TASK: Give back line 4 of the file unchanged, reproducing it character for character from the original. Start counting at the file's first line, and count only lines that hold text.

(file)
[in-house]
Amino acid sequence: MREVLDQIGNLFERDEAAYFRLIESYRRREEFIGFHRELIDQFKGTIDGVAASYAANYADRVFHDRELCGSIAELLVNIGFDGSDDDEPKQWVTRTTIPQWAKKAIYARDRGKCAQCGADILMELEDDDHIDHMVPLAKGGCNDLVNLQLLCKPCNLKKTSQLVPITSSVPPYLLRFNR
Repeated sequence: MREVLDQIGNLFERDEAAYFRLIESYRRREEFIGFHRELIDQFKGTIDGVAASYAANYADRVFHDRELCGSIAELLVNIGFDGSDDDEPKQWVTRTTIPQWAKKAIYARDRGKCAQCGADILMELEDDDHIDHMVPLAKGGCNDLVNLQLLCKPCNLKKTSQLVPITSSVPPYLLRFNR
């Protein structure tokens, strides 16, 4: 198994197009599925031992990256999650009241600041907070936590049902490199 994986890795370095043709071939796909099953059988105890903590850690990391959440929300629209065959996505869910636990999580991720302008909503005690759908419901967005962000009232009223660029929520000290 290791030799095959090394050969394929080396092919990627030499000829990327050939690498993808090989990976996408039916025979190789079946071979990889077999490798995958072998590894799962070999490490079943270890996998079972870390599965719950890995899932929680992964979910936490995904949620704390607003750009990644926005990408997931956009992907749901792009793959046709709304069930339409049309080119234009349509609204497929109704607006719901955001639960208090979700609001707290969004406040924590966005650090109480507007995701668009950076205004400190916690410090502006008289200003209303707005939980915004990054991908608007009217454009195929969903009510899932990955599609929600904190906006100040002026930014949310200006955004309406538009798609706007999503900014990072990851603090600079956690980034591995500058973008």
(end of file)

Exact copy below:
């Protein structure tokens, strides 16, 4: 198994197009599925031992990256999650009241600041907070936590049902490199 994986890795370095043709071939796909099953059988105890903590850690990391959440929300629209065959996505869910636990999580991720302008909503005690759908419901967005962000009232009223660029929520000290 290791030799095959090394050969394929080396092919990627030499000829990327050939690498993808090989990976996408039916025979190789079946071979990889077999490798995958072998590894799962070999490490079943270890996998079972870390599965719950890995899932929680992964979910936490995904949620704390607003750009990644926005990408997931956009992907749901792009793959046709709304069930339409049309080119234009349509609204497929109704607006719901955001639960208090979700609001707290969004406040924590966005650090109480507007995701668009950076205004400190916690410090502006008289200003209303707005939980915004990054991908608007009217454009195929969903009510899932990955599609929600904190906006100040002026930014949310200006955004309406538009798609706007999503900014990072990851603090600079956690980034591995500058973008």